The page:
He said Brazil, India and China were trying to fiddle with a transparency framework already agreed in principle in Paris. “They’re saying if we don’t have the numbers can we write an essay? We’re saying, guys, get the numbers.”
Failure at Cop has many synonyms. One is SBSTA, pronounced “substa”. It stands for Subsidiary Body for Scientific and Technological advice, and it’s where half-baked proposals go for further study and fine-tuning when not approved by Cop. Beware a referral of anti-double counting plans to SBSTA, Conrad says.
The Brazilian private sector – loggers, ranchers, miners, soy and sugar cane growers in particular – is not formally at Cop, but it constitutes a giant obstacle to the sort of deal Cop’s hosts could really crow about. No one is more upset about this than Brazilian activists and intellectuals who feel pride in the Amazon as the lungs of the earth rather than as a commodity.
Round the corner from the CFRN pavilion, Natalie Unterstell, president of the Talanoa think tank, says there could well be a deal on Article 6, but asks: “what’s going to be traded?” Her answer is transparency. It points to a slightly different sort of synonym for failure: a deal by which Brazil (and China, and India, and Russia) agree to stop double counting provided the UN agrees to cut big businesses more slack on the verification of carbon credits they may sell to rich northern polluters, or buy from each other. No wonder Conrad thinks in the end Brazil won’t block a deal.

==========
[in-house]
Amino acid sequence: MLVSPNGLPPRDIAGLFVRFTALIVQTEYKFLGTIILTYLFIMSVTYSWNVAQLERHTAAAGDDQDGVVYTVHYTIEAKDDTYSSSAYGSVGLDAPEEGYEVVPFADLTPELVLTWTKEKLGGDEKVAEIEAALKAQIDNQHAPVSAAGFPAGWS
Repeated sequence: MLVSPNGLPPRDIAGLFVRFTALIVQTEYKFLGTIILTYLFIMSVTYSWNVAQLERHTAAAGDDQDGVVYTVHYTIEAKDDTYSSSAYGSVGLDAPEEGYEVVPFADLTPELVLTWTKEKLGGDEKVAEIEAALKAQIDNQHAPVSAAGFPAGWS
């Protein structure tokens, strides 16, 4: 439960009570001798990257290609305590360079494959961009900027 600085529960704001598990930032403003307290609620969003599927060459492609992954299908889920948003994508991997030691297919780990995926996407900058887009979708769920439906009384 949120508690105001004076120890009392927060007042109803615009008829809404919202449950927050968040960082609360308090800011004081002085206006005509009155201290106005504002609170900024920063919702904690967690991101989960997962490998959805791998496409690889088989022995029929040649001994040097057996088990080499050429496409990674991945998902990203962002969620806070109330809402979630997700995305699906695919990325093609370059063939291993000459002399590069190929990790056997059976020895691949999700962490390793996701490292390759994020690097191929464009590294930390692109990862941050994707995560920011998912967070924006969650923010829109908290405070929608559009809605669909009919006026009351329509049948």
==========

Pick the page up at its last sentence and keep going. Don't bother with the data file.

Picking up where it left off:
So much for failure. But there’s a chance of success too. This is partly thanks to satellite technology from which no logger can hide (hence the fuss we’ve made of remote sensing this week in the Net Zero Sensemaker); and partly because it’s increasingly clear there is a colossal potential upside in any Article 6 deal for rainforest nation businesses that play by its rules. Forget the paltry $100 billion-a-year the rich countries have failed to scrape together in government-to-government climate finance. Article 6 is the portal through which the really big money could pass that’s needed to compensate poor countries for climate visited on them by rich ones, and forested countries for leaving their forests alone.
That would be something, I suggest to Conrad, who’s been at this for 16 years. Yes it would, he says. But it would have to be agreed by consensus, and you only have to spend half an hour in a room with Wera Mori et al to see how elusive that is.
Mori was the conciliatory one. Iran joined Russia in explaining that it couldn’t help because of sanctions. Saudi Arabia, which wants no agreement at all, started playing for time. Nicaragua threw a wrench in the works by reminding the conference it believes Taiwan should be a part of the Cop process. That gets a straight no from China.
Will consensus be helped along by the crowds that have wandered round Glasgow these past ten days complaining about being left out? Maybe. They’re primed to announce failure and no one likes to be accused of that. But they’re flat wrong to say there’s nothing going on inside the security cordon, and I doubt they have an answer to the Taiwan problem.
With thanks to our coalition members: a network of organisations similarly committed to achieving Net Zero